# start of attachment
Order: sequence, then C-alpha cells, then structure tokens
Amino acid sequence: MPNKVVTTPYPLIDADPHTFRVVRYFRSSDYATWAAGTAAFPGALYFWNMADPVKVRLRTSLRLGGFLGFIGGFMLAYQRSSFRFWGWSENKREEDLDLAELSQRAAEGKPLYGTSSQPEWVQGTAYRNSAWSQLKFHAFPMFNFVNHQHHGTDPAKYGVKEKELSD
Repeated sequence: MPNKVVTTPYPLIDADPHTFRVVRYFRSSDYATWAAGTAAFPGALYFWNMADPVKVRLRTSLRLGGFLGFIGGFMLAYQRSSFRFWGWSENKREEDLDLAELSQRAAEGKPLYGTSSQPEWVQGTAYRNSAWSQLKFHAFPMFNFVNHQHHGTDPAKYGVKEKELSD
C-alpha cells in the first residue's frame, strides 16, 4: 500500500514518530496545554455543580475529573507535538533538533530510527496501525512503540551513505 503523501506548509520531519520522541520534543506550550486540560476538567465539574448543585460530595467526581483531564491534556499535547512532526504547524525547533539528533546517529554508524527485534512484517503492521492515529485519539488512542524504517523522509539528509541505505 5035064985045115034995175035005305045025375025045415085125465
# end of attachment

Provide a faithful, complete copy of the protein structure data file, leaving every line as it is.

Order: sequence, then C-alpha cells, then structure tokens
Amino acid sequence: MPNKVVTTPYPLIDADPHTFRVVRYFRSSDYATWAAGTAAFPGALYFWNMADPVKVRLRTSLRLGGFLGFIGGFMLAYQRSSFRFWGWSENKREEDLDLAELSQRAAEGKPLYGTSSQPEWVQGTAYRNSAWSQLKFHAFPMFNFVNHQHHGTDPAKYGVKEKELSD
Repeated sequence: MPNKVVTTPYPLIDADPHTFRVVRYFRSSDYATWAAGTAAFPGALYFWNMADPVKVRLRTSLRLGGFLGFIGGFMLAYQRSSFRFWGWSENKREEDLDLAELSQRAAEGKPLYGTSSQPEWVQGTAYRNSAWSQLKFHAFPMFNFVNHQHHGTDPAKYGVKEKELSD
C-alpha cells in the first residue's frame, strides 16, 4: 500500500514518530496545554455543580475529573507535538533538533530510527496501525512503540551513505 503523501506548509520531519520522541520534543506550550486540560476538567465539574448543585460530595467526581483531564491534556499535547512532526504547524525547533539528533546517529554508524527485534512484517503492521492515529485519539488512542524504517523522509539528509541505505 5035064985045115034995175035005305045025375025045415085125465